Dog chews come in a variety of shapes and sizes, and most of them contain teeth-cleaning characteristics. Chewing is a natural way for your dog to clean its teeth and is beneficial to its dental health. Frequent chewing prevents your dog’s teeth from decaying and helps clean its teeth. Cow ears, chicken strips, and bully sticks are excellent chews for keeping your dog healthy and happy.
 

By giving dog dental treats

Dogs adore treats, and dog tooth treats are an excellent way to improve your dog's oral care  and hygiene. These treats are designed to eliminate plaque buildup and typically include chemicals that help you get rid of your dog's breath and clean its mouth. They are considerably more liked by dogs than a toothbrush or tooth wipes, and they keep dogs' mouths clean. These treats are available in a wide range of tastes, forms, and sizes, so you are sure to find something your dog will enjoy.

By going for routine cleanings

Having your dog's teeth professionally cleaned by a veterinarian is probably the smartest way to ensure its dental health. Your veterinarian will be able to determine what is best for your dog's teeth by addressing any problems that even the most devoted dog owner might overlook.


When your pet needs professional help

If your dog won't cooperate with home brushing or if you already see brown tartar stains on its teeth or red and bleeding gums, it's time to turn to your veterinarian for help. The doctor will give your dog general anesthesia and clean the teeth above and below the gum line to remove plaque and tartar. After the cleaning is done, they will be polished to remove microscopic plaque and to make the teeth smooth to discourage plaque from clinging.

Remember, dental care is as important to your pet's health as it is to your own — you owe it to your dog to provide regular tooth care and cleaning.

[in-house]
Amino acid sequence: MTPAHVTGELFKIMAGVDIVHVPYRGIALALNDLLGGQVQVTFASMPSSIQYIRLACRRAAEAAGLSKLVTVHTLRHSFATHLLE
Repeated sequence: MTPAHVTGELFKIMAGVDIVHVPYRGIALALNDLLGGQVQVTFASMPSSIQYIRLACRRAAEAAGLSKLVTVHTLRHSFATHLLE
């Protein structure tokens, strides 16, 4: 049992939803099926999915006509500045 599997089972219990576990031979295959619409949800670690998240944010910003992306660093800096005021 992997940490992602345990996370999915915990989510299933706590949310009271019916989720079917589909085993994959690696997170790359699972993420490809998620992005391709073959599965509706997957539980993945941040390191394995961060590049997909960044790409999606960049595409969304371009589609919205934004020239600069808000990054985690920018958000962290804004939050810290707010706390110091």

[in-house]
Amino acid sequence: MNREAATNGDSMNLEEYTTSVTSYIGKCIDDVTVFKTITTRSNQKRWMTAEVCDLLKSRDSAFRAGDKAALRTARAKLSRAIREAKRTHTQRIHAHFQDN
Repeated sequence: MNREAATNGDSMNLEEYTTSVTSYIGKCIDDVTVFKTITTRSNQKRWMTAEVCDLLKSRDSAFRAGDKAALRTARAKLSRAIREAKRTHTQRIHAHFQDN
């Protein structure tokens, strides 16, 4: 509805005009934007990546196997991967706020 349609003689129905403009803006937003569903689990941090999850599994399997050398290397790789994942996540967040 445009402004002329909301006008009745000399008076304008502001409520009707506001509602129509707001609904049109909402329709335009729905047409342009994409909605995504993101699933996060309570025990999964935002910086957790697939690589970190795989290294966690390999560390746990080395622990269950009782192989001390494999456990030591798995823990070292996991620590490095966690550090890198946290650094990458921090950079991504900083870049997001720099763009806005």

FAQ on how to care for your dog’s teeth

  1. How should I take care of my dog's teeth?
  2. You can take care of your dog’s teeth in the following ways:

    • Brush your dog’s teeth by using a dog-safe toothpaste and toothbrush
    • Give your dog to chew toys to gnaw on
    • Frequently spritz dog dental sprays
    • Visit the vet for regular dental cleaning

  3. Do dogs really need their teeth cleaned?
  4. Yes! Even dogs develop plaque and tartar on their teeth which is caused by lingering food particles and bacteria. The bacteria then spread to their gums and cause serious inflammation resulting in gingivitis, or worse, teeth loss.

  5. How can I remove plaque off my dog's teeth at home?
  6. Regularly brushing your dog's teeth using a dog toothbrush and a dog-safe toothpaste is the best way to eliminate plaque. You can also remove tartar from your dog's teeth with a finger brushing. But it may take a lot of training for your dog to tolerate using a finger toothbrush at first.

     

  7. How can you reverse tartar buildup in dogs?
  8. Giving your dog a Veterinary Oral Health Council (VOHC) approved dental food that reduces plaque and tartar accumulation through mechanical or chemical ways will help reduce plaque buildup. Tartar formation is considerably slowed by minimizing plaque formation. Brushing or wiping your dog's teeth on a daily basis is recommended.

     

  9. Can you use mouthwash for dogs?
  10. Yes, you can, but you must use a dog-safe mouthwash. It will help to keep bacteria at bay and decrease plaque when used carefully and diluted in your dog's water bowl.

     

  • Choosing the Right Dog Food
    Choosing the Right Dog Food
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    Choosing the Right Dog Food

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    Author: Dr. Diah Pawitri
     

    When visiting the store, dog owners can get overwhelmed by the array of dog food options available, from dry kibble to canned wet food and more. These processed foods may not be appealing to humans, but they contain all the nutrients that dogs need to stay healthy. Like humans, dogs also need a variety of nutrients from their food, not just from meat as their main diet, but also from grains, vegetables, and fruits. This kind of balance is usually weighed by pet food labels in kibbles or wet food in grams for different types of dogs.